Instead, we need to encourage a more sensible and mature approach to risk. The media are full of stories saying that x or y will double your risk of cancer, but that risk usually turns out to be absolutely infinitesimal. Twice sweet FA is still sweet FA. As the American satirist P. J. O’Rourke said, “Everything that's fun in life is dangerous. And everything that isn't fun is dangerous too. It's impossible to be alive and safe.”

Of course he was quite right. Everything in life involves some risk. If we never took any risks, we would never achieve anything. If you stay in the house, you’re at less risk of being involved in a traffic accident. But you may die from starvation. Most sporting activites, notably rugby, horse-riding and mountaineering, carry a much greater risk of injury or death than simply abstaining. But we accept that people gain pleasure and fulfilment from these things and, if they choose to engage in them, that’s their decision.

Exactly the same is true of alcohol, and indeed any other alleged dietary “sins” such as eating chocolate bars or sausages. Yes, it may involve a bit of risk, but unless you really overdo it, that risk is pretty small. Risk in human life can never be wholly eliminated, and surely, as adults, we should be trusted to make our own decisions about which enjoyable activities we choose to engage in. It’s also worth remembering that the overwhelming weight of scientific evidence points to the overall health risk from alcohol following a J-curve (image courtesy of Christopher Snowdon). And you have to drink a fair bit more than the official guidelines to equal the risk of total abstention. It may well be true that “there is no safe level of alcohol consumption.” But that includes zero.

We recently mourned the death of Ian Fraser Kilmister, better known as Lemmy, who actually began his musical career in Stockport. He was hardly a role model for moderation of any kind, but he said “Everything that is pleasant in life is dangerous.” And he was right.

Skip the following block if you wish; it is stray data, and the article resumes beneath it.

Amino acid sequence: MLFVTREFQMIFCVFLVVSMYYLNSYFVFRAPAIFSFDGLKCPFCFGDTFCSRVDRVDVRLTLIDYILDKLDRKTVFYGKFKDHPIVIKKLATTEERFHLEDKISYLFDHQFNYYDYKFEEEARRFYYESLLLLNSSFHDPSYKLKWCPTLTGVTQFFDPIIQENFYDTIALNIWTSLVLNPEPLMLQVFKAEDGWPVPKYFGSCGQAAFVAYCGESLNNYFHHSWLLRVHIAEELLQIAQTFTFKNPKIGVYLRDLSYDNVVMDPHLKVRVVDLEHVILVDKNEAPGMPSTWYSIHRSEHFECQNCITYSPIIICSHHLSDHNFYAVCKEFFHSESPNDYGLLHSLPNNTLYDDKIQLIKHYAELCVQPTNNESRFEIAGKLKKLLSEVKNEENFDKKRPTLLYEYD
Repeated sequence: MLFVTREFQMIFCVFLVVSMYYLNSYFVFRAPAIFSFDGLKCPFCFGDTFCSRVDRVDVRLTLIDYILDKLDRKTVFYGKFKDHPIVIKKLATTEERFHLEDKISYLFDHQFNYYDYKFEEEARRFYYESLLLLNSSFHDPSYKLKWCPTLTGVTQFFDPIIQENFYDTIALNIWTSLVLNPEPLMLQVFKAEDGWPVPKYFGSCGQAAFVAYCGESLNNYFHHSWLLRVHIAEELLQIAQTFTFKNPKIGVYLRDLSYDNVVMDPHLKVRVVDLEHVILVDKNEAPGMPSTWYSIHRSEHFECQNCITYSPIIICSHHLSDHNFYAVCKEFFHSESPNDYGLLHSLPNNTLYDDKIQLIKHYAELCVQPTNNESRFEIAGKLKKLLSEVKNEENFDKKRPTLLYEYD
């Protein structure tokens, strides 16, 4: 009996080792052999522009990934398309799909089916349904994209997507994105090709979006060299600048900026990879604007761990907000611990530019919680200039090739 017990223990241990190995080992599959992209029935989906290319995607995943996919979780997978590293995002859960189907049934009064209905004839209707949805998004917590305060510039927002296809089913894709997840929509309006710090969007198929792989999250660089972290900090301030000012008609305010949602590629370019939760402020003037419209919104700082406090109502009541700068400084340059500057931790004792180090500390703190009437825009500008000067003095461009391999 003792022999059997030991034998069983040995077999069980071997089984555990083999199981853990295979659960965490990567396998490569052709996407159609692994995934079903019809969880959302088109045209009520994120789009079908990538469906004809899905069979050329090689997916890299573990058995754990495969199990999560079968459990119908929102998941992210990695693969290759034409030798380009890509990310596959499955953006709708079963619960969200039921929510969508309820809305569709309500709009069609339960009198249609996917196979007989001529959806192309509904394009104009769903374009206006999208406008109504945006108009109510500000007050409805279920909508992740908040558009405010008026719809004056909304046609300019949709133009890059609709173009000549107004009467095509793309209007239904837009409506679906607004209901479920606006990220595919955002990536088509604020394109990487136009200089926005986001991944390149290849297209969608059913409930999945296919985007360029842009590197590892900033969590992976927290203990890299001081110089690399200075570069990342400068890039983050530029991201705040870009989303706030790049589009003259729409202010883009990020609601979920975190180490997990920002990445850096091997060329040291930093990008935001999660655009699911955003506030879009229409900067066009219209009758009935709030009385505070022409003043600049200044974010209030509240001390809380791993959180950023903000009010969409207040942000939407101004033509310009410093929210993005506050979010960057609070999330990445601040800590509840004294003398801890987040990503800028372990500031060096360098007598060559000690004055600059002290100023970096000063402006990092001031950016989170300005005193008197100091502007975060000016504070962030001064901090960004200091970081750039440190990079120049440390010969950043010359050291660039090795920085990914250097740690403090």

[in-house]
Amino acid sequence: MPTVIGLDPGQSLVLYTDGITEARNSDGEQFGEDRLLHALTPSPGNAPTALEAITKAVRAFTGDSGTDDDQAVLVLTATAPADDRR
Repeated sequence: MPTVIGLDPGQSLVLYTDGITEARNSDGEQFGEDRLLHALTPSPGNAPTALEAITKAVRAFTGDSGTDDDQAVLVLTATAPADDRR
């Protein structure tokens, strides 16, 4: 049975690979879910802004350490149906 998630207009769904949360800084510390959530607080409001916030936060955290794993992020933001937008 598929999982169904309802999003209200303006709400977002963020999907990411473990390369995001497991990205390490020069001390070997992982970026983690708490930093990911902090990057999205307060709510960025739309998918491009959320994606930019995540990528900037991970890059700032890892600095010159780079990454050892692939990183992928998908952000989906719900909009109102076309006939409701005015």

5 comments:

  1. Well said, and well argued.

    Most people I know who are giving up in January (my wife's friends mainly) hardly drunk anyway, certainly not in our village pubs. On the other hand, the case studies wheeled out by the BBC at this time of year invariably relate to really hazardous drinkers - 2 bottles of wine/bottle of whisky a day types, with no recognition of moderation between the alcoholic/teetotal extremes.


    Never knew Lemmy had Stockport links.

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  2. In practice I agree most of those pursuing Dry January will be light/occasional drinkers, so the real risk to pubs isn't that great.

    But that doesn't detract from the overall aim of the campaign.

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  3. Good to see my local mentioned on your blog; cheers.

    I don't know anyone who takes the official guidelines seriously. The killjoys are so locked into their mindset that they think that lowering the male level to the female one will actually make people think: "Oh, the level of drinking that I have always ignored has been reduced. I'd better take the pledge."

    If anyone thinks that these are no more than worthy health campaigners who might have let their enthusiasm run away, think again. These people are seriously anti-alcohol.

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  4. I wonder about the methodology of these "safe drinking" studies. The have to measure the alcohol consumption of a lot of people over a considerable period and that can only be self reported. But drinkers, especially heavy drinkers, are not renown for either their ability to remember how much they drunk or their honesty in reporting it.

    So unless the report corrects for misreporting - and how can it - the so called safe levels are probably to low by perhaps 100%.

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  5. @Dave - I seem to recall the ever-perceptive Mr Snowdon making that very point in a blog post.